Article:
Lake Tana, the largest lake in Ethiopia and the main source of the Blue Nile, has great national and transnational economic, political, ecological, and cultural significance. It also is under severe environmental threat from deforestation, soil and water erosion, sedimentation, increasing demand for water, pollution, and climate change.
Through its Environmental Security Assessment Framework (ESAF), FESS seeks to identify those dimensions of
environmental change and natural resource use that diminish or threaten human security and create or increase the
potential for instability and conflict. In light of the serious implications of environmental degradation in Lake Tana
and its watershed, in late 2008 FESS launched an environmental security assessment of the Lake Tana region. FESS
previously has conducted environmental security assessments in Nepal (2004), the Dominican Republic (2005), Uganda
(2006), and the Philippines (2007). The Lake Tana area ESAF study will be the first that focuses on a subnational unit of
analysis, although Lake Tana’s contribution to the Blue Nile makes it simultaneously part of one of the world’s most
important transboundary water systems.
Rationale for an Environmental Security Assessment of the Lake Tana Region
Environmental security is a condition in which a community, nation, or region, through sound governance and sustainable
utilization of its natural resources and environment, takes effective steps toward creating social, economic, and political
stability and ensuring the welfare of its population. The attainment of environmental security is not an end state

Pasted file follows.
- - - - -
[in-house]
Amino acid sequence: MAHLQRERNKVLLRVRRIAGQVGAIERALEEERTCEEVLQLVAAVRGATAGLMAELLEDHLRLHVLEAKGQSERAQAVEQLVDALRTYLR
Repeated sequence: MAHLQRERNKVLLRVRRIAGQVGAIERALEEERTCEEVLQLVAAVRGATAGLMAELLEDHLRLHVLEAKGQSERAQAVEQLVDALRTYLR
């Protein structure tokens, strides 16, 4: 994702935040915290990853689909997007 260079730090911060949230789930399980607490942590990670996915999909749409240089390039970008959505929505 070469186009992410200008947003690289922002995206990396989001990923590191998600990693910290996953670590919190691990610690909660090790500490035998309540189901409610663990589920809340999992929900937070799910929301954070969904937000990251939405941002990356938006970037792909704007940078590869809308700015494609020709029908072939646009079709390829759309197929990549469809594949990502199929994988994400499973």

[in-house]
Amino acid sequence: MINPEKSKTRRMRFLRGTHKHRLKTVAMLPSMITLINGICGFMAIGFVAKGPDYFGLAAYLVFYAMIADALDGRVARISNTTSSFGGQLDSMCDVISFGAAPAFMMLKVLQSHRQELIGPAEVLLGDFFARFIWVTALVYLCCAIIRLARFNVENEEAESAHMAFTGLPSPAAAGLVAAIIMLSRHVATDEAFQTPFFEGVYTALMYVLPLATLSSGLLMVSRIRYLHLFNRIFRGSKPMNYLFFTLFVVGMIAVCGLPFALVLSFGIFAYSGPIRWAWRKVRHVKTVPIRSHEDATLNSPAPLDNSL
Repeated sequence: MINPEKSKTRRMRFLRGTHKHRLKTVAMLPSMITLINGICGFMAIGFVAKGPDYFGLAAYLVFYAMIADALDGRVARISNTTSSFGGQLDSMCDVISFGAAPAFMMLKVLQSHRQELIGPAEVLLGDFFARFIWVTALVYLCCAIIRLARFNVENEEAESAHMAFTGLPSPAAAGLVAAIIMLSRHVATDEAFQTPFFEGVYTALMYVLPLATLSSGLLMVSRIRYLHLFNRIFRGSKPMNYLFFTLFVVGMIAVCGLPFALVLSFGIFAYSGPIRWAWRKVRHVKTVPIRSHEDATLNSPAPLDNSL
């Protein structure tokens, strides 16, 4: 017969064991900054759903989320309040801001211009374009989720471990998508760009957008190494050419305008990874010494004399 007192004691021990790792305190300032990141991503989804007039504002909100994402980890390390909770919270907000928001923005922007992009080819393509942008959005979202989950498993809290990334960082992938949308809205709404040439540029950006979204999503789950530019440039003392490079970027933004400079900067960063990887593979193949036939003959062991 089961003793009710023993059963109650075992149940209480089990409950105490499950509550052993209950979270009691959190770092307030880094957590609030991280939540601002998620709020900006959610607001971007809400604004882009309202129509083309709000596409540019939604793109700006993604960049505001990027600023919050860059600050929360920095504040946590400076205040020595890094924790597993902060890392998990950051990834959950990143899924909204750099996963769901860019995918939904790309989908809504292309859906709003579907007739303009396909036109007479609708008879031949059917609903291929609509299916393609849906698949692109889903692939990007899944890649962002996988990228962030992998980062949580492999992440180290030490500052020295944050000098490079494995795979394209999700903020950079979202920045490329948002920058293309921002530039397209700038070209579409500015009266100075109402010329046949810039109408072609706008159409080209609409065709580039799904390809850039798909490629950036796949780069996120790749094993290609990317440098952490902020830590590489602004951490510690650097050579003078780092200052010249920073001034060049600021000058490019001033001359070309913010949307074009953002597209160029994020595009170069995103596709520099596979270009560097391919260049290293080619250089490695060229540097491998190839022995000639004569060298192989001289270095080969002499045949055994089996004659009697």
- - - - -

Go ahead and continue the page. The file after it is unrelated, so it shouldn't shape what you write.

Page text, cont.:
but an ongoing process that requires the knowledge, capacity, and commitment that result from consistent monitoring and
evaluation. Environmental security assessments (ESAs) incorporate interactions among environmental, natural resource,
political, and socioeconomic factors to help identify sources of human insecurity and potential instability. The purpose of
ESAs is to facilitate clear priorities and develop local, national, and international policies for integrated management of
the environment and natural resources, and for the design and execution of initiatives to reduce environmental insecurity.
FESS has developed an assessment methodology, the Environmental Security Assessment Framework (ESAF), which
seeks to identify environmental insecurity and instability concerns around the world. The framework is a multiphase
analytic tool that combines data gathering and field interviews and culminates in a series of recommendations for effective
and sustainable policies and programs for governments and other stakeholders.
Threats to Lake Tana and its catchment area have serious implications for environmental and human security in Ethiopia
and raise other ecological and cultural questions as well. Lake Tana is the largest fresh water body in Ethiopia, accounting
for 50 percent of the total inland waters in the country. The lake provides livelihoods to over